Pike isn’t the only TOS-era character who will be appearing in Season 2, as casting news has revealed, and the biggest worry one might have with integrating these new-to-“Discovery” faces is that the new characters developed for the series would go underserved.
In comparison to other “Trek” series, “Discovery” has a very small ensemble, with only six series regulars listed in the opening credits: Martin-Green, Doug Jones, Anthony Rapp, Mary Wiseman, Wilson Cruz, and Mount. One of those people is new to the series and one of them is playing a character who is technically dead, yet despite the size of the cast some characters struggle to feel fully present. Tilly (Wiseman), for example, deserves a chance to evolve beyond the moments of comic relief she provides, and the grieving process of Stametz (Rapp) after the death of his husband (Cruz) is clearly ongoing, but feels somewhat brushed aside in the premiere.
Burnham gets her moments, especially thanks to the always great Martin-Green, who shines when she gets a chance to unleash Burnham’s inner adrenaline junkie. However, it’s a pretty Pike-driven hour, for better and for worse. Christopher Pike was always an underdefined character in “Trek” history, known primarily as Kirk’s predecessor aboard the Enterprise — beyond Jeffrey Hunter and Sean Kenney in the “Original Series” episode “The Menagerie,” the most definitive take on the character was Bruce Greenwood’s portrayal in the first two J.J. Abrams “Trek” films (which, as a reminder, take place in a different timeline from “Discovery”).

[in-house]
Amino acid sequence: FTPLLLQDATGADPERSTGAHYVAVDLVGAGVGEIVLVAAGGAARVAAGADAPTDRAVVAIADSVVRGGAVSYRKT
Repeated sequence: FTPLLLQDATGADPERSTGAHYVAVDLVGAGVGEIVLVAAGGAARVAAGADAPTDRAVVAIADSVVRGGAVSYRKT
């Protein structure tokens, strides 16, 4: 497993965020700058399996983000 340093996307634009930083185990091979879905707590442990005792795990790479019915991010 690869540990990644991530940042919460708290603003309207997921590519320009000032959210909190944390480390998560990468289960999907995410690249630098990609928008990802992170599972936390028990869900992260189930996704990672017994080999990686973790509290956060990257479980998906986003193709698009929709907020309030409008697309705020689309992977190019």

Here, Mount finds his own path, attempting rakish charm, good-natured humor, and a solid moral core, and the combination on balance works. But he still has yet to establish what makes Pike distinct from other captains we’ve seen with similar qualities. (Captain Lorca might have turned out to be evil, but Jason Isaacs’ take on the character did not lack wit.)
However, Pike asking the supporting bridge crew — characters who were technically a part of Season 1, but barely got any attention — to introduce themselves feels like a step towards making the crew of the Discovery feel larger, which would be a welcome shift for the series. After all, “Trek” series have traditionally found the heart of the show in the family unit represented by a united crew.
While she won’t be a series regular, the addition of Tig Notaro as Commander Jet Reno is a lot of fun — Notaro’s dry delivery may not sell the urgency necessary in certain life-or-death scenarios, but in the right amount should be a welcome addition to the crew (especially if she gets paired up with Tilly)
“Discovery” is a show that launched with a ton of big ideas and promise, but occasionally floundered in its attempts to bring a new approach to a well-established franchise. Perhaps that was due to behind-the-scenes turmoil, because when Sarek advises Burnham to “focus on the problem in front of you rather than what is behind,” it feels like advice the show itself is trying to take. There’s a lot of set-up packed into this premiere, and for now the direction set is worth traveling.